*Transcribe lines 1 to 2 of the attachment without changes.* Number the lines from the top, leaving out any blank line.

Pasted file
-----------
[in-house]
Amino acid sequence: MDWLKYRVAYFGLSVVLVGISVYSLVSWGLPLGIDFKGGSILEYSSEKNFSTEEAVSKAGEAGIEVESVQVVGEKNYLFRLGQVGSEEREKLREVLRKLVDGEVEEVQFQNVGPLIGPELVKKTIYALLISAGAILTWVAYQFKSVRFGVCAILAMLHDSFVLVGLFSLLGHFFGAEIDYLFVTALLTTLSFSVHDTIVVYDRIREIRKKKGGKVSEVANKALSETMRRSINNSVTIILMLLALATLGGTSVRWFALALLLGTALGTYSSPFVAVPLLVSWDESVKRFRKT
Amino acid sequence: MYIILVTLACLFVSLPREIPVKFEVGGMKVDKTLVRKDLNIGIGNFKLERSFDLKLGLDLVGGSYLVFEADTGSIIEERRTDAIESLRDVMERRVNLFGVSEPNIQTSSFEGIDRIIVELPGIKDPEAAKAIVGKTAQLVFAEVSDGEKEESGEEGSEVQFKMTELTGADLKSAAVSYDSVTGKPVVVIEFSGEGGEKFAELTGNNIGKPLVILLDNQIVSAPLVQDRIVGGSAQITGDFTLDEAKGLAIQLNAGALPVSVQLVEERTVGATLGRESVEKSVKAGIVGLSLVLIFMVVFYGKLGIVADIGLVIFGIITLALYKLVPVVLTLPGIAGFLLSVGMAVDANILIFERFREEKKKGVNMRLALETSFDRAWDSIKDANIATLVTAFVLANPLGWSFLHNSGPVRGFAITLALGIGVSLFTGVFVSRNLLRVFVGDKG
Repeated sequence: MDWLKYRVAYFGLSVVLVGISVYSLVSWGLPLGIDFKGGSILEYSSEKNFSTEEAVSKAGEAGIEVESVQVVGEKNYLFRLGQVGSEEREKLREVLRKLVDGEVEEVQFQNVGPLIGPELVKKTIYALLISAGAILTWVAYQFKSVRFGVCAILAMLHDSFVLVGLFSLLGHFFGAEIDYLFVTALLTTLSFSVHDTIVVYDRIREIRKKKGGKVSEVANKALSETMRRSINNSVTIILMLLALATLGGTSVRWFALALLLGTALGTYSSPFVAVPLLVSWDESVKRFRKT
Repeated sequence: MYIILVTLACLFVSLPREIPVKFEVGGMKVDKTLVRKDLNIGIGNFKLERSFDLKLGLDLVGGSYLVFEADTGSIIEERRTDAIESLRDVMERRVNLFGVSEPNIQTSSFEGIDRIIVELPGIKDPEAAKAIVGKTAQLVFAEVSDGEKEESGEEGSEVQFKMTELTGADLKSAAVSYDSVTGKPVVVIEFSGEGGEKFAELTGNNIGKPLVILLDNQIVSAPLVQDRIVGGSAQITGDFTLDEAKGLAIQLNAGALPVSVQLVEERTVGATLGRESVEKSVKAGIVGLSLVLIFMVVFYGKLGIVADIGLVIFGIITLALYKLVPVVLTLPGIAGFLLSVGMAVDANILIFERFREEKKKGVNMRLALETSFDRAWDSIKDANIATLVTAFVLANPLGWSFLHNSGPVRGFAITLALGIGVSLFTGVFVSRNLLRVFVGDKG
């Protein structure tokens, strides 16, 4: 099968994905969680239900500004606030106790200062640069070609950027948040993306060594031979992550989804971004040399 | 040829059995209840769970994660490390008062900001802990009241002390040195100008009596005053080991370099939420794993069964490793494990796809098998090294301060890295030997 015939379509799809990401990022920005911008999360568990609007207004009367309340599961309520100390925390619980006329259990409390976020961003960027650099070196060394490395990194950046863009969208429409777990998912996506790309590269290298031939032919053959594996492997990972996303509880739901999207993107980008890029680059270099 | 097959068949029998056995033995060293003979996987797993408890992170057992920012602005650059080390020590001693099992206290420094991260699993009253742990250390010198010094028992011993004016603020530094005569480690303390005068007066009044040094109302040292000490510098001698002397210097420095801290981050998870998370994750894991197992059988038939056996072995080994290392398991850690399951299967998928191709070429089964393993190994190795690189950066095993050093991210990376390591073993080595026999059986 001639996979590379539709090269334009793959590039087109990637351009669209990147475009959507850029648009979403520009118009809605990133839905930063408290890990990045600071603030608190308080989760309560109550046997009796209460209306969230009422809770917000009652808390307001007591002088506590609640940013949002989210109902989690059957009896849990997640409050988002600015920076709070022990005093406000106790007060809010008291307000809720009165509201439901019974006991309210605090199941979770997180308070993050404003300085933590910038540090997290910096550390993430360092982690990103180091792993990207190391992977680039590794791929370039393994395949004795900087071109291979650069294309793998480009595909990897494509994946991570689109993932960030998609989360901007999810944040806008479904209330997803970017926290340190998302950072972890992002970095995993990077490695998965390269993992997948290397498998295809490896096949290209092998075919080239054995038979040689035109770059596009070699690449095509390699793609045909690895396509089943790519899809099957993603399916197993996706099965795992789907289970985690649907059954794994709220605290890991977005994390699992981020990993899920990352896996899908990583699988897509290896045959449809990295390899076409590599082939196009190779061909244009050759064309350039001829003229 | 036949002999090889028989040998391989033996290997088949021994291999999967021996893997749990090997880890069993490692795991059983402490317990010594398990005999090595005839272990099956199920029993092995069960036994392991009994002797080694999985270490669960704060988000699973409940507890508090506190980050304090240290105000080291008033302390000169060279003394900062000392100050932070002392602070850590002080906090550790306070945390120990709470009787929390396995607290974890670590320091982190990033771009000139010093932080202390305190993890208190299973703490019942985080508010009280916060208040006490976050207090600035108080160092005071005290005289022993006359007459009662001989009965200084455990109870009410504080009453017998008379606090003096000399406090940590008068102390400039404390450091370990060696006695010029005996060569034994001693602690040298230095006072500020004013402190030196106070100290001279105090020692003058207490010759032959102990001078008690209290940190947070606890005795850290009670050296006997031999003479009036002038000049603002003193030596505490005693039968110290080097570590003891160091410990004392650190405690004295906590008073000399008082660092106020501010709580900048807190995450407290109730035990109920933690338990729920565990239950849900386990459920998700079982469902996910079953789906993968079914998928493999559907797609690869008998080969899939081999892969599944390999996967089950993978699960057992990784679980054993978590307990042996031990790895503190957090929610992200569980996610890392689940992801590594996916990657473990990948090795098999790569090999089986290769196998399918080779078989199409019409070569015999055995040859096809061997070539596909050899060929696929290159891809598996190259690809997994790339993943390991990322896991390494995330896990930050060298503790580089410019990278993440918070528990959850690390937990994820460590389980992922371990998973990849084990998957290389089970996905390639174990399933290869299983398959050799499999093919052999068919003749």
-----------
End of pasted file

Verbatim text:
[in-house]
Amino acid sequence: MDWLKYRVAYFGLSVVLVGISVYSLVSWGLPLGIDFKGGSILEYSSEKNFSTEEAVSKAGEAGIEVESVQVVGEKNYLFRLGQVGSEEREKLREVLRKLVDGEVEEVQFQNVGPLIGPELVKKTIYALLISAGAILTWVAYQFKSVRFGVCAILAMLHDSFVLVGLFSLLGHFFGAEIDYLFVTALLTTLSFSVHDTIVVYDRIREIRKKKGGKVSEVANKALSETMRRSINNSVTIILMLLALATLGGTSVRWFALALLLGTALGTYSSPFVAVPLLVSWDESVKRFRKT